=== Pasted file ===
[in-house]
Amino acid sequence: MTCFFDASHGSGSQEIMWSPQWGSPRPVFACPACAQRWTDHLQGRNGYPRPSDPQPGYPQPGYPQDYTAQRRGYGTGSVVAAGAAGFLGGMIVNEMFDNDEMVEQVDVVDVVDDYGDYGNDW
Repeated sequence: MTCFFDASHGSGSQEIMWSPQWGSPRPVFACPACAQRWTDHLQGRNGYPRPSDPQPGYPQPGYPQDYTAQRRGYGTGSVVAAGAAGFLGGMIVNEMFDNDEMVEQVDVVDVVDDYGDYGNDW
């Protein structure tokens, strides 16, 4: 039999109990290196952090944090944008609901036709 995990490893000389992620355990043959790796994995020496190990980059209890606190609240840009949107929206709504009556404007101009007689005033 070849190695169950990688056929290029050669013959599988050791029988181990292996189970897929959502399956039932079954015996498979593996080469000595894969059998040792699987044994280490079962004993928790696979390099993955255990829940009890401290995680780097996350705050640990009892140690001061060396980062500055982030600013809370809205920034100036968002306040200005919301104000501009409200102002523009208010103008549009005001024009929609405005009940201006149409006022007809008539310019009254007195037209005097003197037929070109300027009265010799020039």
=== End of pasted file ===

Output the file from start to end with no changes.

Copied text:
[in-house]
Amino acid sequence: MTCFFDASHGSGSQEIMWSPQWGSPRPVFACPACAQRWTDHLQGRNGYPRPSDPQPGYPQPGYPQDYTAQRRGYGTGSVVAAGAAGFLGGMIVNEMFDNDEMVEQVDVVDVVDDYGDYGNDW
Repeated sequence: MTCFFDASHGSGSQEIMWSPQWGSPRPVFACPACAQRWTDHLQGRNGYPRPSDPQPGYPQPGYPQDYTAQRRGYGTGSVVAAGAAGFLGGMIVNEMFDNDEMVEQVDVVDVVDDYGDYGNDW
């Protein structure tokens, strides 16, 4: 039999109990290196952090944090944008609901036709 995990490893000389992620355990043959790796994995020496190990980059209890606190609240840009949107929206709504009556404007101009007689005033 070849190695169950990688056929290029050669013959599988050791029988181990292996189970897929959502399956039932079954015996498979593996080469000595894969059998040792699987044994280490079962004993928790696979390099993955255990829940009890401290995680780097996350705050640990009892140690001061060396980062500055982030600013809370809205920034100036968002306040200005919301104000501009409200102002523009208010103008549009005001024009929609405005009940201006149409006022007809008539310019009254007195037209005097003197037929070109300027009265010799020039």